I just think love must be sincere, and we’ve really complicated this with playing games. Right now, they feel like guys aren’t asking girls out. Guys feel like girls are always saying, “No”; because their standards are so high; and then they are playing games—there is ghosting [ignoring texts]; sliding into DM’s [doesn’t matter/don’t mind]—you’re hiding behind technology. Romans 12 says: “Love must be sincere”; so just communicate how you feel. You don’t have to complicate it, like: “Oh, well, can I…” “What do the rules say about this?” and “What do I do?” and “How do I…”
Ann: “If I say this, will it scare him away?”
JP: It’s just okay to say, “Man, I’ve been thinking a lot about you lately; and I would love to spend more time together. Let me know if you’re ever interested in something like that.”
Ann: Okay; should a woman say that to a man, and should she ask a guy out?
JP: Yes; so that is the thing I was talking about that’s a little bit controversial. I just look at the Scripture, and I don’t see anything forbidden in there. I like that language; I will give it to you again: “I’ve been thinking a lot about you lately, and I really enjoy when we spend time together. If that’s something that you are ever interested in, let me know.” That’s not asking a guy out; that’s just communicating clearly how you feel.
Here is the deal with asking guys out. I don’t see it forbidden in the Scripture, but you are choosing your problems. A big issue today in marriages is male passivity and apathy. You just want to be aware that—if he likes you, but he is afraid to initiate—you may be choosing passivity. That is something/that would be a red flag; that’s something that I would be watching out for.
Dave: I do remember, on one of our early dates—talking about being honest, and authentic, and vulnerable—I said to Ann, in your driveway at your parents’ house; do you remember?
Dave: I said, “Boy, I’m really starting to fall for you. I feel like I’m falling in love with you, and I do not want to. I just came out of a four-year relationship; I don’t want to/I don’t want to get married. I don’t want to date anybody, really; I just want to be friends. But I’ve got to be honest; I’m really liking you, and I want to take this farther. I don’t know what to do.”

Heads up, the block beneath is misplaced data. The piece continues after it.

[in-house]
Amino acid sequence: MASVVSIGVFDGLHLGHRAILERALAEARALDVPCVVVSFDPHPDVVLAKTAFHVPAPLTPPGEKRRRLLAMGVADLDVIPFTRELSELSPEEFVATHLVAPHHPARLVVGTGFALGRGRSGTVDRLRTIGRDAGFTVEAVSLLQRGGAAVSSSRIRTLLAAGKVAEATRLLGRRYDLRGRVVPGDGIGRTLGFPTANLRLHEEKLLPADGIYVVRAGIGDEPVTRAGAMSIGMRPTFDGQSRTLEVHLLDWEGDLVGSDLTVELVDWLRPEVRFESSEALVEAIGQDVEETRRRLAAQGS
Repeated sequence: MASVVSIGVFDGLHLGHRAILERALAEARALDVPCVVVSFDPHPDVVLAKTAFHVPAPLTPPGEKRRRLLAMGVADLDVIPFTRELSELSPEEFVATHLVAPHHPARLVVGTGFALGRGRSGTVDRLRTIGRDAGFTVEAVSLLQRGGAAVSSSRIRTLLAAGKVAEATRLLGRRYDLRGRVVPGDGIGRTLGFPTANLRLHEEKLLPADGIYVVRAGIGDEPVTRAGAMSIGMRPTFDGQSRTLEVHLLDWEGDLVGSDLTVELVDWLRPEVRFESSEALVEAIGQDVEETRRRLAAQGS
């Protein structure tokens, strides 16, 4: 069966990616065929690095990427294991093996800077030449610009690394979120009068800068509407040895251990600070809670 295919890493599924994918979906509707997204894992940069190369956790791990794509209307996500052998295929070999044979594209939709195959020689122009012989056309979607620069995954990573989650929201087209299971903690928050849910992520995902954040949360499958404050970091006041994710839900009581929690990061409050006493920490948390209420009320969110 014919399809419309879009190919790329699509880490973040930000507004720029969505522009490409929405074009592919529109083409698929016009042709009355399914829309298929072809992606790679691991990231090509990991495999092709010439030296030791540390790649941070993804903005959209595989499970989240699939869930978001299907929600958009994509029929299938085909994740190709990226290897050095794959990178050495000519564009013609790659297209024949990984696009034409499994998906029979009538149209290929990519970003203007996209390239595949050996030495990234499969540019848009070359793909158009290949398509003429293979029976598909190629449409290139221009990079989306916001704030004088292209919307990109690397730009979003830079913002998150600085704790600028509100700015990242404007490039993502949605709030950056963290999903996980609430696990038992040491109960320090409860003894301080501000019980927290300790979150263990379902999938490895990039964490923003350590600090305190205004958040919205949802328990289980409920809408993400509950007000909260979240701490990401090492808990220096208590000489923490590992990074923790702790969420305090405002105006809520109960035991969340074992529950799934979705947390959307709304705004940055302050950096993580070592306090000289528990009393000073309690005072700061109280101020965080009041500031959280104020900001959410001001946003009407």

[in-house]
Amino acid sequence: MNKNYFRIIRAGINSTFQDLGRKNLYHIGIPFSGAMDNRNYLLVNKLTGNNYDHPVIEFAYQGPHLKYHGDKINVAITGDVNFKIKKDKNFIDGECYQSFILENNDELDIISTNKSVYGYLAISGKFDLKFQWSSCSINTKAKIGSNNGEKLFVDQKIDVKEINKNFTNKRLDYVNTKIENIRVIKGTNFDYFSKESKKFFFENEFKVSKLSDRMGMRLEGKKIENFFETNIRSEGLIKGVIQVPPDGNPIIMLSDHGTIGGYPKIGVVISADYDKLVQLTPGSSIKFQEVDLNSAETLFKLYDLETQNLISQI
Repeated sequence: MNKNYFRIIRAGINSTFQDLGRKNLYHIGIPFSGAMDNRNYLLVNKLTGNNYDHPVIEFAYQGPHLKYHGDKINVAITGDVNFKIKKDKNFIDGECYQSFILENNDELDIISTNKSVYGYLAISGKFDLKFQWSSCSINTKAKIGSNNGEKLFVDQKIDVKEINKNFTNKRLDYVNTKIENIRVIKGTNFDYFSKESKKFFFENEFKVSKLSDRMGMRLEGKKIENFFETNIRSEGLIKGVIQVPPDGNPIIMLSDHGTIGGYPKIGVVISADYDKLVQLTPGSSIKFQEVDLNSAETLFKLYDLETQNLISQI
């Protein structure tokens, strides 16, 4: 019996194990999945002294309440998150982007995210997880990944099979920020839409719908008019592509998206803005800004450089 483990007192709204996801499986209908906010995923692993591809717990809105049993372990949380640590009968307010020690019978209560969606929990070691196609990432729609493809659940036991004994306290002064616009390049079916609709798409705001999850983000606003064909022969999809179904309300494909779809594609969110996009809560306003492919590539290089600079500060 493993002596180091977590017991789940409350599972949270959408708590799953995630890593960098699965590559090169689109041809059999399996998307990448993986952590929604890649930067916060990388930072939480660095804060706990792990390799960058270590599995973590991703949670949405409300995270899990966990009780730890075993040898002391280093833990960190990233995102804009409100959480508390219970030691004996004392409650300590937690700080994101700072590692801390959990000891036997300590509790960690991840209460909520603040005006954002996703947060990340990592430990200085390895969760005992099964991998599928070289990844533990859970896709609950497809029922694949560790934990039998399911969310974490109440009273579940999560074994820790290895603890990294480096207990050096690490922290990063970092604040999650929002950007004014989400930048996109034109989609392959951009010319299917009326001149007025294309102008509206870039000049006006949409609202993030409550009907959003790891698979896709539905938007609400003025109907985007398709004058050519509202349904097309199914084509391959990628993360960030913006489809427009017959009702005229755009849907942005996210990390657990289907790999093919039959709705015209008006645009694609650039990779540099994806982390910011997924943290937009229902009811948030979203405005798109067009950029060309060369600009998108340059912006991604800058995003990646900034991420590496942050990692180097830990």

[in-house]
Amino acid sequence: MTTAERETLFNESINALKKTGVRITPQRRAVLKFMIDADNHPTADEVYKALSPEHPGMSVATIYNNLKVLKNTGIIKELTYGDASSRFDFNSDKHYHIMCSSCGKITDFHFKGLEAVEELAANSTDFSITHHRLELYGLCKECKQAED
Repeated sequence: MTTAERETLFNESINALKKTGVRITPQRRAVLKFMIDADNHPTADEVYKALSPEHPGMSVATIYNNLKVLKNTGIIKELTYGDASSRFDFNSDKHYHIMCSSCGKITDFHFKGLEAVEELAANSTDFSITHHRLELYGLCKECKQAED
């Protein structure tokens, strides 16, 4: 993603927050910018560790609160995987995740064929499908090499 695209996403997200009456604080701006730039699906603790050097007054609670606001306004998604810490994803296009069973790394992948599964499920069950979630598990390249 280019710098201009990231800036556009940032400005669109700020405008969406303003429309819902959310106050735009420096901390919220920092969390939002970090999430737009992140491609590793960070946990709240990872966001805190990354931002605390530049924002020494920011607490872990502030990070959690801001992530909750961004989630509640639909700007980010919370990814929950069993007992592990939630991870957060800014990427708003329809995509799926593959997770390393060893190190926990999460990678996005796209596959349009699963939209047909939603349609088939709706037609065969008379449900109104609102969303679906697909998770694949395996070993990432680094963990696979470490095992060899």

I remember looking at her—again, she is 18—I should be the mature one here. She just looks at me and goes, “Why don’t we just trust Jesus with this?” I go, “What do you mean?” She goes, “We don’t know what He wants to do. Let’s just give it to Him and see where He takes it. Let’s get all the—‘I feel this…’ ‘I’m thinking this...’ ‘What do you think?’—let’s throw all that out the window and trust Him. In fact, I think we should date other people. You want to date other people?—go for it!
Dave: “Why are we trying to confine this thing? Let’s see what God does.” I’m like, “Yes, that’s a good answer. Let’s pray!”
JP: I would have been like, “Date other people?! How did we get there? How did that happen? [Laughter] That’s not where that was going!” [Laughter]
Ann: But I think there was a freedom in feeling like, “We just want to do what Jesus wants us to do”; and we prayed that prayer every time we were together—
Ann: —because we were fearful. We didn’t know what the future looked like.
Dave: —and we didn’t date anybody else.
JP: I just think the prayer is so important. That’s the way we started this time together, right now. This idea that Jesus is driving—I know that’s really ethereal for a lot of the listeners right now, like, “Oh gosh! How do I make that abstract idea real?”—first and foremost, He needs to be the biggest thing in your life; right? He needs to be where you draw contentment from—that no person/no other person than Christ is going to complete you or fulfill you—and so you want to be fulfilled in your relationship with Jesus Christ, pursuing Him. Then, really, you are inviting someone into that.
The way that I look at marriages/the weddings that I’ve done is/I’m like, “This is a ministry strengthening enforce, because it’s two ministries coming together. Both of these people are individually involved in ministry, and now they are coming together to partner in ministry for the rest of their lives.”
Everybody is looking for this person that they’re compatible with. There is really no compatibility between two sinners—if you think about it—like we just repel each other, so I wouldn’t look for someone that I’m compatible with. I would look for someone I’m complementary to—that if we come together—like I wanted/I thought Monica and my common interests were going to carry us through marriage; but really, those common interests faded fast. She’s very, very different than me; and I’ve learned to absolutely love that. I love the way that she is nurturing, and soft, and kind with our kids; right? I tend to be stronger and more direct and, sometimes, a jerk. She balances that in our parenting and in our ministry. That’s really what you are looking for is a partner—you know?—you are looking for a partner.
If you desire marriage—and it’s good to desire marriage; marriage is a good thing—but if you’re single, that’s also a good thing; so just know that; believe that; realize that. People say: “Well, how do I?” “What if I don’t?” Start with prayer: “Lord, would You help me see this as a good thing? Help me to live in my singleness in a way that honors You.”